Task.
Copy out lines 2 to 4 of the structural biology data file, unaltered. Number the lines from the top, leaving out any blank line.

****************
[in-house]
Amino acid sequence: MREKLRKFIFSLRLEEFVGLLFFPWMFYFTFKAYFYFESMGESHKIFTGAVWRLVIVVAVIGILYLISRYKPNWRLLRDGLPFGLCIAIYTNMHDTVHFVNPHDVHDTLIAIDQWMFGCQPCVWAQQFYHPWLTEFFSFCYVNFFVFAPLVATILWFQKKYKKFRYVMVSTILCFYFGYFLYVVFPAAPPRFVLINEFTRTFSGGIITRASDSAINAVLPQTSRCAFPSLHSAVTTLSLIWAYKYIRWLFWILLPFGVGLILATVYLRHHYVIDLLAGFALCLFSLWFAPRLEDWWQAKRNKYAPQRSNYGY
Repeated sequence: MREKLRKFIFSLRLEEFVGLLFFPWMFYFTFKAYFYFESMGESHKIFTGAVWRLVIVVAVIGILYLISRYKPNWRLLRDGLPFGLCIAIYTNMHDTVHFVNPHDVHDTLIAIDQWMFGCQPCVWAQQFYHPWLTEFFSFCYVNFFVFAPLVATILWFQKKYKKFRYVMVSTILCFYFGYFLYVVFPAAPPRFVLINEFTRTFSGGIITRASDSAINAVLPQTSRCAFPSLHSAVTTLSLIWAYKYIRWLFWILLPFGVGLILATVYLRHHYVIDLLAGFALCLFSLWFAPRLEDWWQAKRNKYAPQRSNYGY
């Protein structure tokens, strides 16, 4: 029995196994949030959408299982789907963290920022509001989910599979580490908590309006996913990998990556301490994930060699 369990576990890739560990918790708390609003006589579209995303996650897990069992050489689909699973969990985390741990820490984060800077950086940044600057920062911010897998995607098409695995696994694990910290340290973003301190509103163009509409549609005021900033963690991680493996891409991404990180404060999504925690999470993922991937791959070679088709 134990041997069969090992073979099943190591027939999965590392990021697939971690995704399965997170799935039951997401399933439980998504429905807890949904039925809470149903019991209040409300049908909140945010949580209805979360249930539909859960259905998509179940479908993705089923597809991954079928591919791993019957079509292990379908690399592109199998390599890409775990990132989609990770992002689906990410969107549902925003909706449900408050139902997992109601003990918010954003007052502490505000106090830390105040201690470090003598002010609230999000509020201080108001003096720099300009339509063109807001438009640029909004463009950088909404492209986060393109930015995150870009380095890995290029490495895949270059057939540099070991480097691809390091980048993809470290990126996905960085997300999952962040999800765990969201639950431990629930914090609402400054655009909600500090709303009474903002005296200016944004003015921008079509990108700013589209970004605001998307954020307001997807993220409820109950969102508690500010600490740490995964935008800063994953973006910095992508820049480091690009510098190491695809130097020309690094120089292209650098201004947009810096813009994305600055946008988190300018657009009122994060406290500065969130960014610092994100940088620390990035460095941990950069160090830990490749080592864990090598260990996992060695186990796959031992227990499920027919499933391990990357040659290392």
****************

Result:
Amino acid sequence: MREKLRKFIFSLRLEEFVGLLFFPWMFYFTFKAYFYFESMGESHKIFTGAVWRLVIVVAVIGILYLISRYKPNWRLLRDGLPFGLCIAIYTNMHDTVHFVNPHDVHDTLIAIDQWMFGCQPCVWAQQFYHPWLTEFFSFCYVNFFVFAPLVATILWFQKKYKKFRYVMVSTILCFYFGYFLYVVFPAAPPRFVLINEFTRTFSGGIITRASDSAINAVLPQTSRCAFPSLHSAVTTLSLIWAYKYIRWLFWILLPFGVGLILATVYLRHHYVIDLLAGFALCLFSLWFAPRLEDWWQAKRNKYAPQRSNYGY
Repeated sequence: MREKLRKFIFSLRLEEFVGLLFFPWMFYFTFKAYFYFESMGESHKIFTGAVWRLVIVVAVIGILYLISRYKPNWRLLRDGLPFGLCIAIYTNMHDTVHFVNPHDVHDTLIAIDQWMFGCQPCVWAQQFYHPWLTEFFSFCYVNFFVFAPLVATILWFQKKYKKFRYVMVSTILCFYFGYFLYVVFPAAPPRFVLINEFTRTFSGGIITRASDSAINAVLPQTSRCAFPSLHSAVTTLSLIWAYKYIRWLFWILLPFGVGLILATVYLRHHYVIDLLAGFALCLFSLWFAPRLEDWWQAKRNKYAPQRSNYGY
């Protein structure tokens, strides 16, 4: 029995196994949030959408299982789907963290920022509001989910599979580490908590309006996913990998990556301490994930060699 369990576990890739560990918790708390609003006589579209995303996650897990069992050489689909699973969990985390741990820490984060800077950086940044600057920062911010897998995607098409695995696994694990910290340290973003301190509103163009509409549609005021900033963690991680493996891409991404990180404060999504925690999470993922991937791959070679088709 134990041997069969090992073979099943190591027939999965590392990021697939971690995704399965997170799935039951997401399933439980998504429905807890949904039925809470149903019991209040409300049908909140945010949580209805979360249930539909859960259905998509179940479908993705089923597809991954079928591919791993019957079509292990379908690399592109199998390599890409775990990132989609990770992002689906990410969107549902925003909706449900408050139902997992109601003990918010954003007052502490505000106090830390105040201690470090003598002010609230999000509020201080108001003096720099300009339509063109807001438009640029909004463009950088909404492209986060393109930015995150870009380095890995290029490495895949270059057939540099070991480097691809390091980048993809470290990126996905960085997300999952962040999800765990969201639950431990629930914090609402400054655009909600500090709303009474903002005296200016944004003015921008079509990108700013589209970004605001998307954020307001997807993220409820109950969102508690500010600490740490995964935008800063994953973006910095992508820049480091690009510098190491695809130097020309690094120089292209650098201004947009810096813009994305600055946008988190300018657009009122994060406290500065969130960014610092994100940088620390990035460095941990950069160090830990490749080592864990090598260990996992060695186990796959031992227990499920027919499933391990990357040659290392």